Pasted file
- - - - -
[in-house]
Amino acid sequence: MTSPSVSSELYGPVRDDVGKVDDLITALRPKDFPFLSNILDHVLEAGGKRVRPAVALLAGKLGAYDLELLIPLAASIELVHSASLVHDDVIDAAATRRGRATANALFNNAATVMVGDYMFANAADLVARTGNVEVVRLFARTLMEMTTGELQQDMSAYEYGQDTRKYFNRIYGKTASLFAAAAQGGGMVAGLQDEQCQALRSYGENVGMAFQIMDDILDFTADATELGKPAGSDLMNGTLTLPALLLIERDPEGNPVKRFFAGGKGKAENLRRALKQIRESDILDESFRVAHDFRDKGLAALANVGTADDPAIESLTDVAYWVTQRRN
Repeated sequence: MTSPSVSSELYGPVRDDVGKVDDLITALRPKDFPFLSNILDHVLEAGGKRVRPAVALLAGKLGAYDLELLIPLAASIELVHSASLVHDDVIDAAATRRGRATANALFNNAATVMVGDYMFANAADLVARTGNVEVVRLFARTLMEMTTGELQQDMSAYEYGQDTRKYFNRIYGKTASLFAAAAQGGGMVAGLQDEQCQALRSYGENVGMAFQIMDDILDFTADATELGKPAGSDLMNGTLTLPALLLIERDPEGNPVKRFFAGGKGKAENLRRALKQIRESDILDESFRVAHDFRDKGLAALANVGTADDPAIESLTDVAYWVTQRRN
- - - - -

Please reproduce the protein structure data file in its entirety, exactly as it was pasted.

[in-house]
Amino acid sequence: MTSPSVSSELYGPVRDDVGKVDDLITALRPKDFPFLSNILDHVLEAGGKRVRPAVALLAGKLGAYDLELLIPLAASIELVHSASLVHDDVIDAAATRRGRATANALFNNAATVMVGDYMFANAADLVARTGNVEVVRLFARTLMEMTTGELQQDMSAYEYGQDTRKYFNRIYGKTASLFAAAAQGGGMVAGLQDEQCQALRSYGENVGMAFQIMDDILDFTADATELGKPAGSDLMNGTLTLPALLLIERDPEGNPVKRFFAGGKGKAENLRRALKQIRESDILDESFRVAHDFRDKGLAALANVGTADDPAIESLTDVAYWVTQRRN
Repeated sequence: MTSPSVSSELYGPVRDDVGKVDDLITALRPKDFPFLSNILDHVLEAGGKRVRPAVALLAGKLGAYDLELLIPLAASIELVHSASLVHDDVIDAAATRRGRATANALFNNAATVMVGDYMFANAADLVARTGNVEVVRLFARTLMEMTTGELQQDMSAYEYGQDTRKYFNRIYGKTASLFAAAAQGGGMVAGLQDEQCQALRSYGENVGMAFQIMDDILDFTADATELGKPAGSDLMNGTLTLPALLLIERDPEGNPVKRFFAGGKGKAENLRRALKQIRESDILDESFRVAHDFRDKGLAALANVGTADDPAIESLTDVAYWVTQRRN